Whether it’s cake at Nan’s or custard-topped desserts in the school canteen, pretty much everyone has a favourite treat that makes them all nostalgic.
It’s normal to get a hankering for something sweet every now and then. So, with this in mind, the MoneyAware team wanted to find out what retro treats and desserts were easy and cheap to make. There’s bound to be something below that takes your fancy!
Rachel’s Shortbread Biscuits
- 125g butter – (£1 a packet)
55g caster sugar (plus more to sprinkle on top) – (70p a packet)
180g plain flour – (54p a packet)
Here’s what you do…
Your butter must be soft before starting. If it’s hard, leave it somewhere warm for an hour. If you don’t have a fancy electronic mixer (like me!) this recipe also serves as a free workout.
Creaming the butter and sugar together meant going crazy at them with a wooden spoon in a large mixing bowl until they formed a fine paste.
I then sieved in the flour and gently rubbed everything together with my thumbs and forefingers. The mixture felt a bit like breadcrumbs but I then kneaded it into a big doughy ball.
I flattened the mixture out on a lightly floured surface to about a 1.5cm thickness. I then sliced up 18 fingers (from the dough, I mean!), popped them onto a baking tray, sprinkled caster sugar over them, and let them set in the fridge for an hour.
Heating the oven to 190C/375F/Gas 5, I put the baking tray on the middle oven shelf for 15 minutes. Once done, I carefully transferred them to a cooling rack. After my other half and I had some sample biccies, I brought the rest to work for the team – they went down a treat!
Would I do it again? Probably not. The biscuits were lovely but not mind-blowingly better than supermarket ones. Never hurts to have this recipe in the back pocket though, in case of a biscuit emergency!
Rory’s Butterscotch Tart
175g unsalted butter
175g soft brown sugar
175g plain flour
110ml semi skimmed milk
Pinch of salt
Butterscotch essence (optional)
Butterscotch tart is a tasty, simple to make dessert with a gooey filling and a sweet shortcrust pastry.
Not only was it a total bargain to make, it took me right back to my school dinner days!
For my tart I bought a pre-made pastry case to save time. To make your own pastry, you’ll need a 20cm (8”) tart tin and this sweet shortcrust pastry recipe from the BBC.
Here’s what you do…
Melt the butter and sugar together in a large saucepan over a low heat, stirring until all of the sugar has dissolved.
Sieve your flower into the mix, and beat the mix with a wooden spoon for 3-4 minutes. It should resemble a mash potato consistency.
Tip the mixture into a large mixing bowl and add the milk and a pinch of salt. If you want to add butterscotch essence, add a teaspoon now.
Beat the mixture until smooth and thick. It might seem like it won’t ever mix together but it will eventually.
And finally, pour your butterscotch filling into your pastry case, and allow it to set at room temperature for 30 minutes to an hour. I left mine in the fridge overnight and it tasted great the next day.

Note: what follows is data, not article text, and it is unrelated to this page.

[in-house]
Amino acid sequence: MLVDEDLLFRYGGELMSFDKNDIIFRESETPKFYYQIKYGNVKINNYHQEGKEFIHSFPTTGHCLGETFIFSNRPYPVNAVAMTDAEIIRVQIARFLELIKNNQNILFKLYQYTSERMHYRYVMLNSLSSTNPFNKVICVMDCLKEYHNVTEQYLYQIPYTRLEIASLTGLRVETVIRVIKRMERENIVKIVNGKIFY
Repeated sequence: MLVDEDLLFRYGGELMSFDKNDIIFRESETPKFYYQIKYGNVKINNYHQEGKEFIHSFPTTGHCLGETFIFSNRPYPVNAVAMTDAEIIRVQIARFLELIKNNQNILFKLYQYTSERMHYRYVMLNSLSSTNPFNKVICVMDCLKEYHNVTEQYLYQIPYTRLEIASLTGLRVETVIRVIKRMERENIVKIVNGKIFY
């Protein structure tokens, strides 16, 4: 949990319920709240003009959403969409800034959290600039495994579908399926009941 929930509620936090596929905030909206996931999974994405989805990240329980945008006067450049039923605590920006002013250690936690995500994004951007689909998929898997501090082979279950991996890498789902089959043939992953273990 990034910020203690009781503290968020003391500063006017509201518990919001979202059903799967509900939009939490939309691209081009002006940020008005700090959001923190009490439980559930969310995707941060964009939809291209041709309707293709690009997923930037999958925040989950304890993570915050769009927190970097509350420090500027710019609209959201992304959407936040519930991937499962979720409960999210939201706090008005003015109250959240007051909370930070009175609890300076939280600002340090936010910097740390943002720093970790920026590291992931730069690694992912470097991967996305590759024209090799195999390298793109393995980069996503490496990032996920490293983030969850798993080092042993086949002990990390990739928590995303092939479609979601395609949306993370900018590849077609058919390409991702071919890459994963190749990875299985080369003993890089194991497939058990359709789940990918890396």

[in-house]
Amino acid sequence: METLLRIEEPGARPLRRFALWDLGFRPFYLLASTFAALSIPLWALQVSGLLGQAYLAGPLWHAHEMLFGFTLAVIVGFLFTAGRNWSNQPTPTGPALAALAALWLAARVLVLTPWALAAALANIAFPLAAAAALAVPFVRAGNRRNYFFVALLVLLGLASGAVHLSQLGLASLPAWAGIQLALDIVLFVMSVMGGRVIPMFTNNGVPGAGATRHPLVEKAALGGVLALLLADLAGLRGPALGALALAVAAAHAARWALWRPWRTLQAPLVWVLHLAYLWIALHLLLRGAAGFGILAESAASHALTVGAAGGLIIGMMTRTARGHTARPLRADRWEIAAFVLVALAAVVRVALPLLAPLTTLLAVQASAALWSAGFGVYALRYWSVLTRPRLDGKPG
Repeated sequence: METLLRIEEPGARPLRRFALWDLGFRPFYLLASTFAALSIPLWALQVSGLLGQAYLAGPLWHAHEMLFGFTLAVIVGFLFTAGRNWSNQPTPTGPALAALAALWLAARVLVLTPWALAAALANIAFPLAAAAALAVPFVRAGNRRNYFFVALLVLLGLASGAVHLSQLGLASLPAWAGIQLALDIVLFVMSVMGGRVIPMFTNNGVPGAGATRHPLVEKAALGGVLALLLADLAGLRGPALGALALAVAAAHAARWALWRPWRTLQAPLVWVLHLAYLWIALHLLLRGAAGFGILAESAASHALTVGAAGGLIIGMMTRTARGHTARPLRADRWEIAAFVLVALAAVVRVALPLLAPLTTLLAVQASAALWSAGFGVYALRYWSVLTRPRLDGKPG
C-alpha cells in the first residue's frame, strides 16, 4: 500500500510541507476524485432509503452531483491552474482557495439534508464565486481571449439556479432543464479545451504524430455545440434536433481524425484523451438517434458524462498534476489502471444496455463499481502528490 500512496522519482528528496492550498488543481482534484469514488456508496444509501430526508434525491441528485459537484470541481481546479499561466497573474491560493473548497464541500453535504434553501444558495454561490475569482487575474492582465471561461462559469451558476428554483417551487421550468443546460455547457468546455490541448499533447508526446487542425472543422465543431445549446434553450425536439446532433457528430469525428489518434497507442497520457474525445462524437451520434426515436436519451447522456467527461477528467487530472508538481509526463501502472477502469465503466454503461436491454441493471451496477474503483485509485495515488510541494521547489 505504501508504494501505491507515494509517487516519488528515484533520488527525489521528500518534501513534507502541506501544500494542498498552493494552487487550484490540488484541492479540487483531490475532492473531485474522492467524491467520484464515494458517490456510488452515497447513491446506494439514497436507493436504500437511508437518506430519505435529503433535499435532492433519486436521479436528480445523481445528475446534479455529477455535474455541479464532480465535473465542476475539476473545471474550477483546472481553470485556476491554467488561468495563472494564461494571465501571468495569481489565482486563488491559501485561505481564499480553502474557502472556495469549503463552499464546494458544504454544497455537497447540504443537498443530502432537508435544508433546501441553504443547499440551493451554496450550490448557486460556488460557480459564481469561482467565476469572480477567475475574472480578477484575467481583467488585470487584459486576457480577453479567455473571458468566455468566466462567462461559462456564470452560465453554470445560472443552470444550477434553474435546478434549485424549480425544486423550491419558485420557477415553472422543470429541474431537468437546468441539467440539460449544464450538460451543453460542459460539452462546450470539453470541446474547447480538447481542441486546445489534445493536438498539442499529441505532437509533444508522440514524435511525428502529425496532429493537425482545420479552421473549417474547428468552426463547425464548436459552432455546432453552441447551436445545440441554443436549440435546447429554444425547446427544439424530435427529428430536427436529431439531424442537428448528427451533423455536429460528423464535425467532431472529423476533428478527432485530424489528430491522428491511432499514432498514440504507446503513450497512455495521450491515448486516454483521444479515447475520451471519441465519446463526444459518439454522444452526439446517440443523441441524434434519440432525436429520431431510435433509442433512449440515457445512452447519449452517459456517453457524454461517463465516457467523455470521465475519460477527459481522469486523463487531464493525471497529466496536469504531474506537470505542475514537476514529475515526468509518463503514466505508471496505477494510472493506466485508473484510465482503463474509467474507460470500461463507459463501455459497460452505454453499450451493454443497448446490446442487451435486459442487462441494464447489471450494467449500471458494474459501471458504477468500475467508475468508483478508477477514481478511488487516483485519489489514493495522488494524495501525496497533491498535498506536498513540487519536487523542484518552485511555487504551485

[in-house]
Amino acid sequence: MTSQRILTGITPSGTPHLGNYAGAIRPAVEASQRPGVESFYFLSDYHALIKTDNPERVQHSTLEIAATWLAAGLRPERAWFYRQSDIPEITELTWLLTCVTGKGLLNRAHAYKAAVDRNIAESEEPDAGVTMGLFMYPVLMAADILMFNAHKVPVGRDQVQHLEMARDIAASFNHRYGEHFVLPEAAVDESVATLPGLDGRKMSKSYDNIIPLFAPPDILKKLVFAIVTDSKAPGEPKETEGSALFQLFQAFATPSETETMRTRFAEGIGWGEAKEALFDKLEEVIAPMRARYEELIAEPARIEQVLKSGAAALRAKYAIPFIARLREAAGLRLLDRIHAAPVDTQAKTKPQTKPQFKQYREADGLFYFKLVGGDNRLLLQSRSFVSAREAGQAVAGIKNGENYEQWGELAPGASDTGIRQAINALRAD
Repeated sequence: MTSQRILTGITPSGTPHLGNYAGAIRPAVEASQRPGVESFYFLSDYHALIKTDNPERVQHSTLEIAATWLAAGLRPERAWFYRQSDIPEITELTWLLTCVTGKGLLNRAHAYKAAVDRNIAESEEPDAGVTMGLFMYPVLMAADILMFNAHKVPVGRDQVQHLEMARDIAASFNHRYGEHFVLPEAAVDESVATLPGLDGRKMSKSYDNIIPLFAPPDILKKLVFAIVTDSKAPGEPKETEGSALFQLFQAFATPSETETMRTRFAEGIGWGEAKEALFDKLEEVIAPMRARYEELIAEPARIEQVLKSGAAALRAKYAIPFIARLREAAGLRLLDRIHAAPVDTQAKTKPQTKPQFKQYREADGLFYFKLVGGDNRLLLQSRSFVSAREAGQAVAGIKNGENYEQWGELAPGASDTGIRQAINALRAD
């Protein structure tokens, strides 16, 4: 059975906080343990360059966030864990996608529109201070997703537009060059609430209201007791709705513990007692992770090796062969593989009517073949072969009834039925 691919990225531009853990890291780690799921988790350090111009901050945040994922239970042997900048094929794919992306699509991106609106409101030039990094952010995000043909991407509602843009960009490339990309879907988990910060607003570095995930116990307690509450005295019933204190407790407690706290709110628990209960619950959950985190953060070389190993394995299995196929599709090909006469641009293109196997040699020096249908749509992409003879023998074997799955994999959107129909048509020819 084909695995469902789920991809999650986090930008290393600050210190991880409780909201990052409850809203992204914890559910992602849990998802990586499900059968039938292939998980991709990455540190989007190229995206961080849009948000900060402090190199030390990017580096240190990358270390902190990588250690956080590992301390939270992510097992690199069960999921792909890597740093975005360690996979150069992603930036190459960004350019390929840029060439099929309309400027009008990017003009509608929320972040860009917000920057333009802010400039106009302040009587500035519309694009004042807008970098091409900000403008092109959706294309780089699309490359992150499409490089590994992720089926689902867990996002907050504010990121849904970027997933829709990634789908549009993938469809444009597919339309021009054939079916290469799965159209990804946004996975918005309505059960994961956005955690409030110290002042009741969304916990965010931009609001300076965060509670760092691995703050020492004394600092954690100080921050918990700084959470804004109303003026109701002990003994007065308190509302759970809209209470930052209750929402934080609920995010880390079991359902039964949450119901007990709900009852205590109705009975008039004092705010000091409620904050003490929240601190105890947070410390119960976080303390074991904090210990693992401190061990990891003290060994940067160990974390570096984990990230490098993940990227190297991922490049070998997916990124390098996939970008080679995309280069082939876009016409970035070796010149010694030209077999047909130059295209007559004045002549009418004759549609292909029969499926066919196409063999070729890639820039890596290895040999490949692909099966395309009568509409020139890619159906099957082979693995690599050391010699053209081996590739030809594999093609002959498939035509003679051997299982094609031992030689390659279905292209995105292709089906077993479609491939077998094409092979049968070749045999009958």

The ingredients for this recipe cost me under £4 which including two pastry cases – leaving me another spare!
Jen’s Tottenham Cake
170g butter £1.02
170g caster sugar £1
3 eggs £1
225g plain flour 77p
1 tsp baking powder £1
1 tsp vanilla essence £1
Milk (already had)
100g icing sugar £1
Pink food colouring (skipped)
Desiccated coconut (optional) £1.12
Here’s what you do…
Cream the sugar and butter together
Next, mix the baking powder and flour in a different bowl
Then, mix 1/3 of the flour with the sugar mix and add an egg
Repeat until all the flour and eggs are used
Now add a bit of milk until the mixture drips from a spoon
Put into a lined rectangular baking tray
Bake for 50 minutes at 150 degrees.
Mix a small amount of water with icing sugar to ice the cake
Sprinkle with coconut
Tottenham cake is cheap to make. But I had to buy almost everything on the list because I never, ever bake. I skipped the food colouring because it was £1, and when will I ever use it again?
When my cake came out of the oven it looked rather…flat. Was it my terrible oven that never really heats up? Or was it the baking powder to flour ratio? These are the great mysteries of life, I guess!
I left the ‘cake’ to cool until it was icing time. Icing sugar is my nemesis. I somehow used the entire box.
I added water to the icing sugar and made a nice, thick icing. But it wasn’t enough, and the next batch was so runny that it went all over the hob. It was also riddled with lumps. To cover it up, I sprinkled the coconut over the top.
Maybe it was the white, lumpy icing. Maybe it was the flat cake. But the result wasn’t good.
It tasted and looked okay once I’d cut it up but it wasn’t worth the stress.
Don’t let my catastrophe put you off. This cake is simple and tasty. I’ve actually used the same recipe before and had a much more successful result. Besides, baking’s all about trial and error (mostly error in this case). If at first you don’t succeed, try, try, try again!
James’s Bread and Butter Pudding
Here’s what you do:
Lay five slices of buttered bread in an oven dish. Sprinkle two small boxes of raisins over the top, cover it with a coating of sugar and then pour over a mixture of half a pint of milk and two eggs.
Once that’s done, stick the whole lot in the oven at 190C for just over half an hour.
I love how easy the ingredients for bread and butter pudding are to get hold of. Rather than splurging on expensive ingredients, this is a clever way to use up stuff you already have in the house.
I try to avoid throwing out food if I can avoid it, so I’ll use this recipe if I’ve got bread or milk that are at risk of going off.
My bread and butter pudding tasted a bit like very sweet eggy bread but it’s a lovely comforting type of food that brings back memories of childhood. I possibly left mine in the oven a bit too long, but I think the crispy edges add a bit of character!